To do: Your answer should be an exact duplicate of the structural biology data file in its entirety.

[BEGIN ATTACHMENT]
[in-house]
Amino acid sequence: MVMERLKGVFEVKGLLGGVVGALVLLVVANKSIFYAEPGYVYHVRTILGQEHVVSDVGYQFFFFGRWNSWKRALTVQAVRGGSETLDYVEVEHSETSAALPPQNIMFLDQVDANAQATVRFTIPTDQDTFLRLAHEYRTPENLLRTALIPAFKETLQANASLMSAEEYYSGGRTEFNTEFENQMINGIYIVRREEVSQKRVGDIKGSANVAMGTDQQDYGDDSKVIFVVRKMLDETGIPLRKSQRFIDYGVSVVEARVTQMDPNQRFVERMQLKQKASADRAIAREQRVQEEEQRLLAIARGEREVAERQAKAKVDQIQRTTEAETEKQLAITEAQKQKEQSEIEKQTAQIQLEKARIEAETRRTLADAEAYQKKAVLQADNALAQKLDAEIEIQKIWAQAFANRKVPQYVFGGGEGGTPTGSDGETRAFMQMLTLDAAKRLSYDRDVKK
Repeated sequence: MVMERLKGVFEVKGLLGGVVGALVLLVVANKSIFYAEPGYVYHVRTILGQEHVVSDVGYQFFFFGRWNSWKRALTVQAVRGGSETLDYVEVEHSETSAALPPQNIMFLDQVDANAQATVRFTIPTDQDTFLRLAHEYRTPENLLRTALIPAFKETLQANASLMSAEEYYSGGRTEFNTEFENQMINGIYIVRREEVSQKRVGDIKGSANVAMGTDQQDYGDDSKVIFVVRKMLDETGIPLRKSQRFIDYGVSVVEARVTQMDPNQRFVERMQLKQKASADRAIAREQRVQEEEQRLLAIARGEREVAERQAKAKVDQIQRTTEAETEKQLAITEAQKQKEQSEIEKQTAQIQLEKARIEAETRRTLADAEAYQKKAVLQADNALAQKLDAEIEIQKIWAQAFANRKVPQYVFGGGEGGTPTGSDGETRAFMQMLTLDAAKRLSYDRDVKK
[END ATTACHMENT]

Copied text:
[in-house]
Amino acid sequence: MVMERLKGVFEVKGLLGGVVGALVLLVVANKSIFYAEPGYVYHVRTILGQEHVVSDVGYQFFFFGRWNSWKRALTVQAVRGGSETLDYVEVEHSETSAALPPQNIMFLDQVDANAQATVRFTIPTDQDTFLRLAHEYRTPENLLRTALIPAFKETLQANASLMSAEEYYSGGRTEFNTEFENQMINGIYIVRREEVSQKRVGDIKGSANVAMGTDQQDYGDDSKVIFVVRKMLDETGIPLRKSQRFIDYGVSVVEARVTQMDPNQRFVERMQLKQKASADRAIAREQRVQEEEQRLLAIARGEREVAERQAKAKVDQIQRTTEAETEKQLAITEAQKQKEQSEIEKQTAQIQLEKARIEAETRRTLADAEAYQKKAVLQADNALAQKLDAEIEIQKIWAQAFANRKVPQYVFGGGEGGTPTGSDGETRAFMQMLTLDAAKRLSYDRDVKK
Repeated sequence: MVMERLKGVFEVKGLLGGVVGALVLLVVANKSIFYAEPGYVYHVRTILGQEHVVSDVGYQFFFFGRWNSWKRALTVQAVRGGSETLDYVEVEHSETSAALPPQNIMFLDQVDANAQATVRFTIPTDQDTFLRLAHEYRTPENLLRTALIPAFKETLQANASLMSAEEYYSGGRTEFNTEFENQMINGIYIVRREEVSQKRVGDIKGSANVAMGTDQQDYGDDSKVIFVVRKMLDETGIPLRKSQRFIDYGVSVVEARVTQMDPNQRFVERMQLKQKASADRAIAREQRVQEEEQRLLAIARGEREVAERQAKAKVDQIQRTTEAETEKQLAITEAQKQKEQSEIEKQTAQIQLEKARIEAETRRTLADAEAYQKKAVLQADNALAQKLDAEIEIQKIWAQAFANRKVPQYVFGGGEGGTPTGSDGETRAFMQMLTLDAAKRLSYDRDVKK